How To Set The Damper To Improve Your Stroke

Yes I know! As soon as you read the title you immediately thought:

“So I put it to the maximum”

If you have, know that maybe it’s not the best thing for your training. Let’s take a step back and try to understand what the damper is.



The damper is the lever on the side of the fan cage, on which we find numbers from 1 to 10, which regulates the amount of air that enters it with each stroke.
The damper affects the feel of the row, but does not directly affect the resistance .

With a low damper setting, the rower looks like a light boat; with higher numbers it looks like a cruise ship.
Regardless of the setting, you will need to increase effort to increase intensity.



To make it very simple, putting the damper at 10 allows a lot of air to enter the fan and consequently more work will be necessary to make it rotate and vice versa, putting the damper at 1 will allow less air to enter the fan cage, facilitating its rotation.

In comparison, rowing with the damper at maximum is like riding a bicycle and pedaling in the hardest gear and vice versa. I challenge anyone to face a climb with “hard” roads. Most likely after 1km you would get off and continue on foot.

The same thing goes for rowing, during training you have to set the damper according to the distance and strokes per minute that we have set.



If I am using a rowing machine for bottom work , I set the damper between 5 and 7, because I will row with low strokes trying to control the technique , and with each stroke I will look for the air resistance.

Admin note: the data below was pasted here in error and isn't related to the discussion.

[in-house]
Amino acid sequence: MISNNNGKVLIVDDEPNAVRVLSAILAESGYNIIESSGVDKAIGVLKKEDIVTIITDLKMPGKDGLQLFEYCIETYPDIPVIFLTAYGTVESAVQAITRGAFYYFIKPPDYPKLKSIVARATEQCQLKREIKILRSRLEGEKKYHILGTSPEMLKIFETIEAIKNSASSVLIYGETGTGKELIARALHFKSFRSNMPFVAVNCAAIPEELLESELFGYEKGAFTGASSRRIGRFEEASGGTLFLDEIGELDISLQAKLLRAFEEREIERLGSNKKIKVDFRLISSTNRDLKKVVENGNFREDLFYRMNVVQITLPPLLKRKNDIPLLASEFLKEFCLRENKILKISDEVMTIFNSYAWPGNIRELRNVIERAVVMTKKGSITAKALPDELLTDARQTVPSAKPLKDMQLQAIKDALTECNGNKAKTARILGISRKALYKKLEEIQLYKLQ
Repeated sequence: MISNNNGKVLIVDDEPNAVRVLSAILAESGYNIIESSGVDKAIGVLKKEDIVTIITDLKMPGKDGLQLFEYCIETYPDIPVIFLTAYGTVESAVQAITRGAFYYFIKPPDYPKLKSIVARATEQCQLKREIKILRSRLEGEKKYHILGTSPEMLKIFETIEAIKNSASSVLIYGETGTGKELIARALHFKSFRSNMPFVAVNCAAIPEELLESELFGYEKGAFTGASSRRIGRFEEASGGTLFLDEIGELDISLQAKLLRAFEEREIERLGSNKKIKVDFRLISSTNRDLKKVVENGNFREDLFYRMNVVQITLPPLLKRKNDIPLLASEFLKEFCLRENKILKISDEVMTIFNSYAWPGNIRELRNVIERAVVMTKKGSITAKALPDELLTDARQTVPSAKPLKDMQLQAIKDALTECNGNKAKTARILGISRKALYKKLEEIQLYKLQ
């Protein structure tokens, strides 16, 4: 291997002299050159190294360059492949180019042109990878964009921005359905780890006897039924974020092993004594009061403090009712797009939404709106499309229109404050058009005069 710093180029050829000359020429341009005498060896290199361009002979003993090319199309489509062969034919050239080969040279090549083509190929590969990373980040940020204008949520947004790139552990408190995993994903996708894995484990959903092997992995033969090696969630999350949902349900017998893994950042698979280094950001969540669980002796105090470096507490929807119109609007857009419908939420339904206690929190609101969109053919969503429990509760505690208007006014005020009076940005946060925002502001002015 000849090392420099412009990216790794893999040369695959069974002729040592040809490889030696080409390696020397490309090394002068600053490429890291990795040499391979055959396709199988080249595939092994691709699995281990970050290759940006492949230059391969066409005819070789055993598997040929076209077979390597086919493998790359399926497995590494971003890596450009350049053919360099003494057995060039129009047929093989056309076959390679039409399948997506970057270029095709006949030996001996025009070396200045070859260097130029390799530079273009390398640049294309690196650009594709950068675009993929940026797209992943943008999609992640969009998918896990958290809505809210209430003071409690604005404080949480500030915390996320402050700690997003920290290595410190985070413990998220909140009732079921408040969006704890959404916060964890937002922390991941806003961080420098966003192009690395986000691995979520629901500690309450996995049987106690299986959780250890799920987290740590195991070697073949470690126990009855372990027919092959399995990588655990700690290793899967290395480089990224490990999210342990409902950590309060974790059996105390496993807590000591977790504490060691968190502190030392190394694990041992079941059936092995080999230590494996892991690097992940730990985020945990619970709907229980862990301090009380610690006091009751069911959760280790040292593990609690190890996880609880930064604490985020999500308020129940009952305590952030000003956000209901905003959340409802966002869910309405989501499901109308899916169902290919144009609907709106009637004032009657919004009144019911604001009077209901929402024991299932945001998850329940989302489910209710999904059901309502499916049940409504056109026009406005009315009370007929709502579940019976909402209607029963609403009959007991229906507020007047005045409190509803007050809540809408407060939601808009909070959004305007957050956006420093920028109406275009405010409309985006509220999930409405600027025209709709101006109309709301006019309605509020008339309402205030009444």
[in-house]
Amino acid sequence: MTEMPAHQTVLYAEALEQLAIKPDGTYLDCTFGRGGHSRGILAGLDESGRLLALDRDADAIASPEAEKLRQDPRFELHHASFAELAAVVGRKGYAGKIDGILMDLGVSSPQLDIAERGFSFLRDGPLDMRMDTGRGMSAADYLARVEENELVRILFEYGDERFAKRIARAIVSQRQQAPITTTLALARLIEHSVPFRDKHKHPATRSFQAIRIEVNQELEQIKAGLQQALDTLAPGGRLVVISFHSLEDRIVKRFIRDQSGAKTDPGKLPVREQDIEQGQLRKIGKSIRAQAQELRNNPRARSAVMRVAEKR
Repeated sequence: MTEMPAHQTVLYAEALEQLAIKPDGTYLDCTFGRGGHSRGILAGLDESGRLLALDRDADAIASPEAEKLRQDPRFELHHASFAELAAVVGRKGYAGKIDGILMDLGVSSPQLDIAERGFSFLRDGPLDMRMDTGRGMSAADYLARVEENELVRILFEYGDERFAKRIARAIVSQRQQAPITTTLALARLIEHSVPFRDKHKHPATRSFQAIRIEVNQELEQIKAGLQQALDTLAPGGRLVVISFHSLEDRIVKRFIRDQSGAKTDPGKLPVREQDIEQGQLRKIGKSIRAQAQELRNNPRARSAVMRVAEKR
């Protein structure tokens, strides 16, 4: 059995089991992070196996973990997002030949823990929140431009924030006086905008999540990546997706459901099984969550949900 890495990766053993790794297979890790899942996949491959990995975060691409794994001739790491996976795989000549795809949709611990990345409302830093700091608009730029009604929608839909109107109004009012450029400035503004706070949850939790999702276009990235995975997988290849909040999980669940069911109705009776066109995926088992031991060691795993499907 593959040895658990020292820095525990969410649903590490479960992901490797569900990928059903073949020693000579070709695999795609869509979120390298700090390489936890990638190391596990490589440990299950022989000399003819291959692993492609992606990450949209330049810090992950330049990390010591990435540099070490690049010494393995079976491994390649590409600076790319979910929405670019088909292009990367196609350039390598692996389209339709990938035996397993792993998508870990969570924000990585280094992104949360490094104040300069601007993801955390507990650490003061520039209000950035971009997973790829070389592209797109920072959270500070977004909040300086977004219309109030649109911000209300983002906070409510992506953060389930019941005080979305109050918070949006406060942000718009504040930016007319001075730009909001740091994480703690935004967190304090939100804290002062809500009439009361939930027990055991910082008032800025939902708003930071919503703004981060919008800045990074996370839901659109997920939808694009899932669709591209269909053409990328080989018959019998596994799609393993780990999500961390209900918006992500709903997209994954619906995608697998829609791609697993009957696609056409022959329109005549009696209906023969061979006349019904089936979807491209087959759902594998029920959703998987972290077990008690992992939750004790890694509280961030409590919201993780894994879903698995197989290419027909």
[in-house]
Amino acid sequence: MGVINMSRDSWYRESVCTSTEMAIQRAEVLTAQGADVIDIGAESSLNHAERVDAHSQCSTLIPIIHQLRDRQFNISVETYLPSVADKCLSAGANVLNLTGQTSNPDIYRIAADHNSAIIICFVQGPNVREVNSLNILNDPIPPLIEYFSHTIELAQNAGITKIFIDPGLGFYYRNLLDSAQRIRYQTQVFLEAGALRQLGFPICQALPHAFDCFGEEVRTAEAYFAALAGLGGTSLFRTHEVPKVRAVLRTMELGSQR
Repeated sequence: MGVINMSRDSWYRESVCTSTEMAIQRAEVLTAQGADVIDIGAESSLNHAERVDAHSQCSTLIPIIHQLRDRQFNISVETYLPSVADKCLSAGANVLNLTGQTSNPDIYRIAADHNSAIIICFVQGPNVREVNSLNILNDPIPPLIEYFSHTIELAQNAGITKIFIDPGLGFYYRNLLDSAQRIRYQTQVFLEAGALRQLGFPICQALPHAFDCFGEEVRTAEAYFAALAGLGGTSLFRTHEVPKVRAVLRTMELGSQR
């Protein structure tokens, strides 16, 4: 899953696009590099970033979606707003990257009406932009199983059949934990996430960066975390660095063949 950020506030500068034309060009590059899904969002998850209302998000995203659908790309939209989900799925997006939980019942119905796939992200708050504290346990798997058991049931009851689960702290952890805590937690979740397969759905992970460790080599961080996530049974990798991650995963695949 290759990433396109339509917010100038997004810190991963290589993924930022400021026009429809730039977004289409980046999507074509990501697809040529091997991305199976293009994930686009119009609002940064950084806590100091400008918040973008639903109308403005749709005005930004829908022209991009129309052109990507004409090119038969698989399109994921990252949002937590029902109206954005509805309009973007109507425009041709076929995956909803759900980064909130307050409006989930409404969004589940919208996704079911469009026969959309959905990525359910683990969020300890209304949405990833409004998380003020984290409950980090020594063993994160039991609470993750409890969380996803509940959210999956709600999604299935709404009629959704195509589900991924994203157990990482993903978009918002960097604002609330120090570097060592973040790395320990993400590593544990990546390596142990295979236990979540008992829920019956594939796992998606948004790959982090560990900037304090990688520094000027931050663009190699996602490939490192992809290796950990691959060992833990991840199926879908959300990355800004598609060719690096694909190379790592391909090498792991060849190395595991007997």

If, on the other hand, I use the rower inside a WOD, I will set the damper between 3 and 5, because I will row at higher strokes , between 28 and 32 strokes per minute, straining in this way as little as possible the arms that are already asking. pity after the first push-ups or ring muscle ups.

These damper values apply to men for women . Instead for those who are beginners, I recommend working with the dampers between 1-3 during the WOD; and between 2 and 4 during training dedicated to the rower.



If you’ve come this far, it’s time to talk about the drag factor , but rest assured it’s not a bad word!

The drag factor measures the deceleration of the fan between one stroke and the next according to the amount of air that slows it down and therefore according to the damper you have set.

Setting the drag factor before starting the workout will allow you to always row at the same air resistance.

This is because setting the damper to 3 on one rower can feel like a 6 on the other, this difference particularly from the amount of dust that collects in the fan housing.

When using different machines, you may want to adjust the damper lever to get the drag factor and feel you prefer; by simply clicking from the initial menu:

  • More Options
  • Display drag factor (Display Drag Factor)
  • Start rowing until you find the resistance you feel most yours, by raising or lowering the side lever of the fan … which you now know perfectly well what it’s called!

Personally I train by setting the drag factor between 120 and 140, a middle ground that is good for any workout, for women I recommend oscillating between 100 and 130.

Now you have some basic knowledge to tell your rowing neighbor: “Come on, lower that lever!” , but if she is a damsel you have a great topic of conversation!

Let’s try?


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